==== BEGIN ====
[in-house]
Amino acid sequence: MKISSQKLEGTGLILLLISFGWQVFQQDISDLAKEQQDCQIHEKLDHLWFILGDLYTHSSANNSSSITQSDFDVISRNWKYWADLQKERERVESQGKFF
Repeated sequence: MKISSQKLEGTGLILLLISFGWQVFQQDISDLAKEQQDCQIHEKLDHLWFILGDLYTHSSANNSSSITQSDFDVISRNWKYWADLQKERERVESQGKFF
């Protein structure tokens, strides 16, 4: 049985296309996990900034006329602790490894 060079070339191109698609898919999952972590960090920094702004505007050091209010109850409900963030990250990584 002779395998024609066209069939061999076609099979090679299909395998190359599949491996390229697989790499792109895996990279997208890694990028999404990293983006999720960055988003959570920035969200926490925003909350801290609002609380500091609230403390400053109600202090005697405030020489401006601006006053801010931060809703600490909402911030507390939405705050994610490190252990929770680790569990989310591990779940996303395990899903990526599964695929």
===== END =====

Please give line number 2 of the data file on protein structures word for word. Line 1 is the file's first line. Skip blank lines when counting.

Amino acid sequence: MKISSQKLEGTGLILLLISFGWQVFQQDISDLAKEQQDCQIHEKLDHLWFILGDLYTHSSANNSSSITQSDFDVISRNWKYWADLQKERERVESQGKFF